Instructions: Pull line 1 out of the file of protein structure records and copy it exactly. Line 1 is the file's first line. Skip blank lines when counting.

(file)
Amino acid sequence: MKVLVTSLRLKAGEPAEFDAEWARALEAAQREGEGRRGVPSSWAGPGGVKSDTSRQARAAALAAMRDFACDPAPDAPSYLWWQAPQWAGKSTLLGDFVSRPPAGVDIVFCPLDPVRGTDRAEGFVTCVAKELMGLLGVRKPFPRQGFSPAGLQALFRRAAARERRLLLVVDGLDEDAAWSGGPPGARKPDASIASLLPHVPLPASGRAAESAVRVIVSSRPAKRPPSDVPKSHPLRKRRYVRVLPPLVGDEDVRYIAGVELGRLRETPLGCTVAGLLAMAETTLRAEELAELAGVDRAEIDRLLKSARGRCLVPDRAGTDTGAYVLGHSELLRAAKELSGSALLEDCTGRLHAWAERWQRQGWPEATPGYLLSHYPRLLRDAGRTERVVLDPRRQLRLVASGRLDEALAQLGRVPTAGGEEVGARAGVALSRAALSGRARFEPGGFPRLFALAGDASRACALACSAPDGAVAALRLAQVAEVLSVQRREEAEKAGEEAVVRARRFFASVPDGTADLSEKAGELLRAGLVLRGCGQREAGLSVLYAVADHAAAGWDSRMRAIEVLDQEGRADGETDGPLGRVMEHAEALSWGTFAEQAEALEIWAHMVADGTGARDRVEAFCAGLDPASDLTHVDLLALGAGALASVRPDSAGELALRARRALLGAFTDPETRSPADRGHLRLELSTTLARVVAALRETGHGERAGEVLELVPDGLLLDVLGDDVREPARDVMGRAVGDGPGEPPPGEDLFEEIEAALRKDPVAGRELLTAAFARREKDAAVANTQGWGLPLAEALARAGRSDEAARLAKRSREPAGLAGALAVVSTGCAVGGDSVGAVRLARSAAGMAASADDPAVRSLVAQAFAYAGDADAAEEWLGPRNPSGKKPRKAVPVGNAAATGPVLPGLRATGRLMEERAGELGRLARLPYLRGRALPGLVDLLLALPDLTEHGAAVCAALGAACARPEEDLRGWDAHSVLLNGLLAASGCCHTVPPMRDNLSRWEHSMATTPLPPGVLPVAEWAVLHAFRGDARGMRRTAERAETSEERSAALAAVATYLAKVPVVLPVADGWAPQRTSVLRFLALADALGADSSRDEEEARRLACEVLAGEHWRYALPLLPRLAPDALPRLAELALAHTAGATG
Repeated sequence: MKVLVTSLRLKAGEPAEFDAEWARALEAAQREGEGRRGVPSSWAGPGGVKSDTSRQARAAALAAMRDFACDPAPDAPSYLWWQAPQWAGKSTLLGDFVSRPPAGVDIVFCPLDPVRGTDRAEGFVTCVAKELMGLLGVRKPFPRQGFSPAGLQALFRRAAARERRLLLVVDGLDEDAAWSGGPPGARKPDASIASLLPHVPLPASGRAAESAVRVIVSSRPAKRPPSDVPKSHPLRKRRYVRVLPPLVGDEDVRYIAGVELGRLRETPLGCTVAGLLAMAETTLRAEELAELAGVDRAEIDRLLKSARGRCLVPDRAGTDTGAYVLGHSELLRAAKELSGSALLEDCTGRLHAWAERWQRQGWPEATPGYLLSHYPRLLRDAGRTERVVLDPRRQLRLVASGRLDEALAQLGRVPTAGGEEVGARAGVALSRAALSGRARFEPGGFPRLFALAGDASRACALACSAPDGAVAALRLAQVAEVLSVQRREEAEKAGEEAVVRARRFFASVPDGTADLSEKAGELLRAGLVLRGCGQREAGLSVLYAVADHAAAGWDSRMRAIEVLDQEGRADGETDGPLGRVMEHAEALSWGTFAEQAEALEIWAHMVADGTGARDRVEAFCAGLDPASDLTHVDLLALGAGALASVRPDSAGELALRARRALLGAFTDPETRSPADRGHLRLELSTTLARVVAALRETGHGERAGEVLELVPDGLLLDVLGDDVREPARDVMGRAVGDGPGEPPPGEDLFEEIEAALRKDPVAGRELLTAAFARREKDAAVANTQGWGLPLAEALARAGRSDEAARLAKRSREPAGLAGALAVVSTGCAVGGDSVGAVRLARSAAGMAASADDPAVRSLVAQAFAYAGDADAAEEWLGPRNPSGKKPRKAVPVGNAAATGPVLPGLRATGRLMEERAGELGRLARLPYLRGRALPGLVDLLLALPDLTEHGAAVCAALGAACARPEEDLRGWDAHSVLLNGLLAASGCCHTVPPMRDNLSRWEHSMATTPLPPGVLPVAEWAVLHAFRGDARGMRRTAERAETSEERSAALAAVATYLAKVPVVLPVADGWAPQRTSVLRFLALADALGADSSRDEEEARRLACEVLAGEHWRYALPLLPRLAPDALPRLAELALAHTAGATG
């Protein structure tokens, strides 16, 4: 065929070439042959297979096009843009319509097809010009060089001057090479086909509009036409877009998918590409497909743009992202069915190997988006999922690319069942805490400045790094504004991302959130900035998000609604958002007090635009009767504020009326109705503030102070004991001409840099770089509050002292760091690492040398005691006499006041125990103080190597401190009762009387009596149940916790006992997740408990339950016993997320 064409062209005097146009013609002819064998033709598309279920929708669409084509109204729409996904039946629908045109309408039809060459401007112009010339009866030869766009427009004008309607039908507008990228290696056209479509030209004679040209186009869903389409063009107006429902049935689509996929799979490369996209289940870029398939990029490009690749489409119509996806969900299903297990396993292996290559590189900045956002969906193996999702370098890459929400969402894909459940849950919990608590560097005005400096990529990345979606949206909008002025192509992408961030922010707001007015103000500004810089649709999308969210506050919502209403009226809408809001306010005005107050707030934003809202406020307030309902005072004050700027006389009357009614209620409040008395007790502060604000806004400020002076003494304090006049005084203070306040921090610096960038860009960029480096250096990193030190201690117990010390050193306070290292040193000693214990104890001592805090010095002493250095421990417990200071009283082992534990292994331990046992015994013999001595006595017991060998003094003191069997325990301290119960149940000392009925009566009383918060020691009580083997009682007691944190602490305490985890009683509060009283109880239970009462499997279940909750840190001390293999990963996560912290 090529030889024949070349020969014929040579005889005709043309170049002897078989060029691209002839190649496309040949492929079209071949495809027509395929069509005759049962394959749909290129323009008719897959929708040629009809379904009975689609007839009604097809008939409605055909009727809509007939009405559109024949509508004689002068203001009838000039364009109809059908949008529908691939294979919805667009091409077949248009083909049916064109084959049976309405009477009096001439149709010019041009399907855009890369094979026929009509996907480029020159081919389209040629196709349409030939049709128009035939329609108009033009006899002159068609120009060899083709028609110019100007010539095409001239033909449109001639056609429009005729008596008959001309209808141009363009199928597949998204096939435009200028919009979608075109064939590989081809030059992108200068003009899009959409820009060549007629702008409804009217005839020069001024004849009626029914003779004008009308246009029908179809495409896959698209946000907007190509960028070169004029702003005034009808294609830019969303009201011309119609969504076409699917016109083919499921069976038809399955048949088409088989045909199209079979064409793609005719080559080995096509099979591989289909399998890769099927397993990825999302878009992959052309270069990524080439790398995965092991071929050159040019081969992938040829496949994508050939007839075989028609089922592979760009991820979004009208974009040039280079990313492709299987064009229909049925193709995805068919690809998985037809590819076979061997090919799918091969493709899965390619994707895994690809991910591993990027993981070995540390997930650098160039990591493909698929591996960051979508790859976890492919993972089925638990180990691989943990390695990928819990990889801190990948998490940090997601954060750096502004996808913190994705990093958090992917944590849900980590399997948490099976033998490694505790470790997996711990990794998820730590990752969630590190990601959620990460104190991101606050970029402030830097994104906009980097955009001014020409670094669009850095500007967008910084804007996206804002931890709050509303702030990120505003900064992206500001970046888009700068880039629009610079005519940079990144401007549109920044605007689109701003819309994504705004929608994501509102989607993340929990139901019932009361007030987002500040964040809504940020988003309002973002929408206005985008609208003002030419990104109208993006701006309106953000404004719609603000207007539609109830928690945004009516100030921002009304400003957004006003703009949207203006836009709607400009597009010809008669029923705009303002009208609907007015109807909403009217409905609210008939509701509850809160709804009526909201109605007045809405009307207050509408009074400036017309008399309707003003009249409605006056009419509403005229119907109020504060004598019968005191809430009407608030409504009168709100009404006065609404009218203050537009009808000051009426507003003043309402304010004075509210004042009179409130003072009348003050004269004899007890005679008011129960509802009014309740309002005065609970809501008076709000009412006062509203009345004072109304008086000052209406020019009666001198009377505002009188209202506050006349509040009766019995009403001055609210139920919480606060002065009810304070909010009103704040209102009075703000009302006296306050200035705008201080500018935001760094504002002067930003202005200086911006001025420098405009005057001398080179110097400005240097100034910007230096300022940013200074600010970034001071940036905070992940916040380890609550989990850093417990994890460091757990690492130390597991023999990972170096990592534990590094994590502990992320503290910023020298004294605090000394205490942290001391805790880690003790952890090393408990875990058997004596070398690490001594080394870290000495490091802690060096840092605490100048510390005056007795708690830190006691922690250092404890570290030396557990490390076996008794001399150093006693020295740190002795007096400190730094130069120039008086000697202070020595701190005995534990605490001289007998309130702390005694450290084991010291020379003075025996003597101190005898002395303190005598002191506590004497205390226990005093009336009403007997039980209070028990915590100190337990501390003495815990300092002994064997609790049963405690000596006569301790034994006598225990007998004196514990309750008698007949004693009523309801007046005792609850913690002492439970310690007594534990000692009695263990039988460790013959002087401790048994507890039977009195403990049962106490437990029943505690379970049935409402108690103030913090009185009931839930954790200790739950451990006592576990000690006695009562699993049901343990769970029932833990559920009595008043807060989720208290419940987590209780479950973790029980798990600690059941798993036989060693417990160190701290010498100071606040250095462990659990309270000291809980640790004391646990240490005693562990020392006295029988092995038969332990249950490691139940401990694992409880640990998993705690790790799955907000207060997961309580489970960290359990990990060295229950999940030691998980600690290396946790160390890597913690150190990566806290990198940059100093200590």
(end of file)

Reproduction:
Amino acid sequence: MKVLVTSLRLKAGEPAEFDAEWARALEAAQREGEGRRGVPSSWAGPGGVKSDTSRQARAAALAAMRDFACDPAPDAPSYLWWQAPQWAGKSTLLGDFVSRPPAGVDIVFCPLDPVRGTDRAEGFVTCVAKELMGLLGVRKPFPRQGFSPAGLQALFRRAAARERRLLLVVDGLDEDAAWSGGPPGARKPDASIASLLPHVPLPASGRAAESAVRVIVSSRPAKRPPSDVPKSHPLRKRRYVRVLPPLVGDEDVRYIAGVELGRLRETPLGCTVAGLLAMAETTLRAEELAELAGVDRAEIDRLLKSARGRCLVPDRAGTDTGAYVLGHSELLRAAKELSGSALLEDCTGRLHAWAERWQRQGWPEATPGYLLSHYPRLLRDAGRTERVVLDPRRQLRLVASGRLDEALAQLGRVPTAGGEEVGARAGVALSRAALSGRARFEPGGFPRLFALAGDASRACALACSAPDGAVAALRLAQVAEVLSVQRREEAEKAGEEAVVRARRFFASVPDGTADLSEKAGELLRAGLVLRGCGQREAGLSVLYAVADHAAAGWDSRMRAIEVLDQEGRADGETDGPLGRVMEHAEALSWGTFAEQAEALEIWAHMVADGTGARDRVEAFCAGLDPASDLTHVDLLALGAGALASVRPDSAGELALRARRALLGAFTDPETRSPADRGHLRLELSTTLARVVAALRETGHGERAGEVLELVPDGLLLDVLGDDVREPARDVMGRAVGDGPGEPPPGEDLFEEIEAALRKDPVAGRELLTAAFARREKDAAVANTQGWGLPLAEALARAGRSDEAARLAKRSREPAGLAGALAVVSTGCAVGGDSVGAVRLARSAAGMAASADDPAVRSLVAQAFAYAGDADAAEEWLGPRNPSGKKPRKAVPVGNAAATGPVLPGLRATGRLMEERAGELGRLARLPYLRGRALPGLVDLLLALPDLTEHGAAVCAALGAACARPEEDLRGWDAHSVLLNGLLAASGCCHTVPPMRDNLSRWEHSMATTPLPPGVLPVAEWAVLHAFRGDARGMRRTAERAETSEERSAALAAVATYLAKVPVVLPVADGWAPQRTSVLRFLALADALGADSSRDEEEARRLACEVLAGEHWRYALPLLPRLAPDALPRLAELALAHTAGATG